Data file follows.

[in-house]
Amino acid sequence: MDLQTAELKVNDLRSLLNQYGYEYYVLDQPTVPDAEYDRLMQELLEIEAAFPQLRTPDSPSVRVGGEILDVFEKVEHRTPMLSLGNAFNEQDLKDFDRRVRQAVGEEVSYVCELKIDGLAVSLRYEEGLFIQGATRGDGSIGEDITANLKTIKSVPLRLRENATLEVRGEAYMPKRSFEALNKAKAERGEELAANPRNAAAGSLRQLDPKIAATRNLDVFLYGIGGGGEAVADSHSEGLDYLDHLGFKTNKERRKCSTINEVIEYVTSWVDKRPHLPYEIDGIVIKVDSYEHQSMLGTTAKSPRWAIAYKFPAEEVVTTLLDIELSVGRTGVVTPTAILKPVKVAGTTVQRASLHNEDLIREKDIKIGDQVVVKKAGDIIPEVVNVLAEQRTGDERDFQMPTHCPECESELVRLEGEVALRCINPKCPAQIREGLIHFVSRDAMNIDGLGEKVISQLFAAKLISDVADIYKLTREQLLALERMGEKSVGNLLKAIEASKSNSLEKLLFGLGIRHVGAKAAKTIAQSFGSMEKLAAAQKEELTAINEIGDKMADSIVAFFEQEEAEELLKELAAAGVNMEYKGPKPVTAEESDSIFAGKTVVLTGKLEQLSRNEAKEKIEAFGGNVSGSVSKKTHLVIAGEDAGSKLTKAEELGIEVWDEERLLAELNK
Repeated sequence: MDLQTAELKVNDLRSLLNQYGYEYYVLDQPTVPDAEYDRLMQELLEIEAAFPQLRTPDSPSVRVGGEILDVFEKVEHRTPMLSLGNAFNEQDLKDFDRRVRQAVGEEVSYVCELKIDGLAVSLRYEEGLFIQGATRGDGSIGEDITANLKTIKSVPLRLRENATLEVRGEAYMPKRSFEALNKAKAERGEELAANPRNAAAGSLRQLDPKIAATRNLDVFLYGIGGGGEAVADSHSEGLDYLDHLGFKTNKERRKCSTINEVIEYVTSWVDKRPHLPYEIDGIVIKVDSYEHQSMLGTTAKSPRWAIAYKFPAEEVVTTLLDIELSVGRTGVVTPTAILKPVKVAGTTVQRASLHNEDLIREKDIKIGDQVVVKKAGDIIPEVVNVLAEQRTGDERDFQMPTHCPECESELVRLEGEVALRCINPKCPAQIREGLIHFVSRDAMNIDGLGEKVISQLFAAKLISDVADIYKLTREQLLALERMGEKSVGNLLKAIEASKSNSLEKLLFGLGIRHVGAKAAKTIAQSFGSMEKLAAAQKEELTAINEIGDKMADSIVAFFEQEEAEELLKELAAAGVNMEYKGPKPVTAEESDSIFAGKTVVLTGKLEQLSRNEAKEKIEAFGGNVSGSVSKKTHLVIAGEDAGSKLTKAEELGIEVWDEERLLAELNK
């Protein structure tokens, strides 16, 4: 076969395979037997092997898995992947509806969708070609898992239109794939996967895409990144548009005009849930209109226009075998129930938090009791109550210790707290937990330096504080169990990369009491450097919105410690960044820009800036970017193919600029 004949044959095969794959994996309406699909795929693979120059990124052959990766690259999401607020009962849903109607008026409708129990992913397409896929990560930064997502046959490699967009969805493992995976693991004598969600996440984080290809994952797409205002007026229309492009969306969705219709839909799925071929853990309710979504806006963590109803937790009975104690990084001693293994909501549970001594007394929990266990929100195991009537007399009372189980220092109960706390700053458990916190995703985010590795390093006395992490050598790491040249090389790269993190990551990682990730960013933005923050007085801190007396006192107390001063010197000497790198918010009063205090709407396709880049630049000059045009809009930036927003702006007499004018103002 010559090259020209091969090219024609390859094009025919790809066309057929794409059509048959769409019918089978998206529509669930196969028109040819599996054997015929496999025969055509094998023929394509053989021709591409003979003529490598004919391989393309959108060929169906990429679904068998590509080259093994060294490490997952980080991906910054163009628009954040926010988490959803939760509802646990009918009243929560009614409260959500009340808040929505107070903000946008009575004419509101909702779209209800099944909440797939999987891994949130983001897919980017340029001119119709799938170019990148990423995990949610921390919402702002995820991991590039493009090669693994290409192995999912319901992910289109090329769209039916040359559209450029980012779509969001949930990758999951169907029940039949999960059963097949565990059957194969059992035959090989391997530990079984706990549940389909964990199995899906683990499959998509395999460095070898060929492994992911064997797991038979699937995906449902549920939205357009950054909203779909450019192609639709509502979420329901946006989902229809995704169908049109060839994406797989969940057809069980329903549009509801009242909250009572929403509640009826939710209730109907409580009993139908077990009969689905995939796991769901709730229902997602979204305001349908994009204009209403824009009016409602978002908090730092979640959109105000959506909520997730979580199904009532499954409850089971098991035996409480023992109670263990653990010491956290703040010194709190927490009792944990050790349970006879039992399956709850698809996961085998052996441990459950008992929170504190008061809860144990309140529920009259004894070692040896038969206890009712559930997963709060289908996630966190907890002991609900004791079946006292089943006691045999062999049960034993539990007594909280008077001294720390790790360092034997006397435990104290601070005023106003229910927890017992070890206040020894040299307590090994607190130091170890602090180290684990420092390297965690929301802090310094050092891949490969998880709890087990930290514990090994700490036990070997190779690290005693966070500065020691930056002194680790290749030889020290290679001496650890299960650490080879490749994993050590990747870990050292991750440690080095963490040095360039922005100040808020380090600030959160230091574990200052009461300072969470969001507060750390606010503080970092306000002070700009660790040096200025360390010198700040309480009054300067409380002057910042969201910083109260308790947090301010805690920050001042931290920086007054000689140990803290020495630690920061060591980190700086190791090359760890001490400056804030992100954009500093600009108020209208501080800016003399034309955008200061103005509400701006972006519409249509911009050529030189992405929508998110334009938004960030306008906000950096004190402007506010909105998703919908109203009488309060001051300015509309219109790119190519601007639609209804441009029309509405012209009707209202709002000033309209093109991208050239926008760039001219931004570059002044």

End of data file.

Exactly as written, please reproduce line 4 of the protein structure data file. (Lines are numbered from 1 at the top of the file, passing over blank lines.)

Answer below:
């Protein structure tokens, strides 16, 4: 076969395979037997092997898995992947509806969708070609898992239109794939996967895409990144548009005009849930209109226009075998129930938090009791109550210790707290937990330096504080169990990369009491450097919105410690960044820009800036970017193919600029 004949044959095969794959994996309406699909795929693979120059990124052959990766690259999401607020009962849903109607008026409708129990992913397409896929990560930064997502046959490699967009969805493992995976693991004598969600996440984080290809994952797409205002007026229309492009969306969705219709839909799925071929853990309710979504806006963590109803937790009975104690990084001693293994909501549970001594007394929990266990929100195991009537007399009372189980220092109960706390700053458990916190995703985010590795390093006395992490050598790491040249090389790269993190990551990682990730960013933005923050007085801190007396006192107390001063010197000497790198918010009063205090709407396709880049630049000059045009809009930036927003702006007499004018103002 010559090259020209091969090219024609390859094009025919790809066309057929794409059509048959769409019918089978998206529509669930196969028109040819599996054997015929496999025969055509094998023929394509053989021709591409003979003529490598004919391989393309959108060929169906990429679904068998590509080259093994060294490490997952980080991906910054163009628009954040926010988490959803939760509802646990009918009243929560009614409260959500009340808040929505107070903000946008009575004419509101909702779209209800099944909440797939999987891994949130983001897919980017340029001119119709799938170019990148990423995990949610921390919402702002995820991991590039493009090669693994290409192995999912319901992910289109090329769209039916040359559209450029980012779509969001949930990758999951169907029940039949999960059963097949565990059957194969059992035959090989391997530990079984706990549940389909964990199995899906683990499959998509395999460095070898060929492994992911064997797991038979699937995906449902549920939205357009950054909203779909450019192609639709509502979420329901946006989902229809995704169908049109060839994406797989969940057809069980329903549009509801009242909250009572929403509640009826939710209730109907409580009993139908077990009969689905995939796991769901709730229902997602979204305001349908994009204009209403824009009016409602978002908090730092979640959109105000959506909520997730979580199904009532499954409850089971098991035996409480023992109670263990653990010491956290703040010194709190927490009792944990050790349970006879039992399956709850698809996961085998052996441990459950008992929170504190008061809860144990309140529920009259004894070692040896038969206890009712559930997963709060289908996630966190907890002991609900004791079946006292089943006691045999062999049960034993539990007594909280008077001294720390790790360092034997006397435990104290601070005023106003229910927890017992070890206040020894040299307590090994607190130091170890602090180290684990420092390297965690929301802090310094050092891949490969998880709890087990930290514990090994700490036990070997190779690290005693966070500065020691930056002194680790290749030889020290290679001496650890299960650490080879490749994993050590990747870990050292991750440690080095963490040095360039922005100040808020380090600030959160230091574990200052009461300072969470969001507060750390606010503080970092306000002070700009660790040096200025360390010198700040309480009054300067409380002057910042969201910083109260308790947090301010805690920050001042931290920086007054000689140990803290020495630690920061060591980190700086190791090359760890001490400056804030992100954009500093600009108020209208501080800016003399034309955008200061103005509400701006972006519409249509911009050529030189992405929508998110334009938004960030306008906000950096004190402007506010909105998703919908109203009488309060001051300015509309219109790119190519601007639609209804441009029309509405012209009707209202709002000033309209093109991208050239926008760039001219931004570059002044």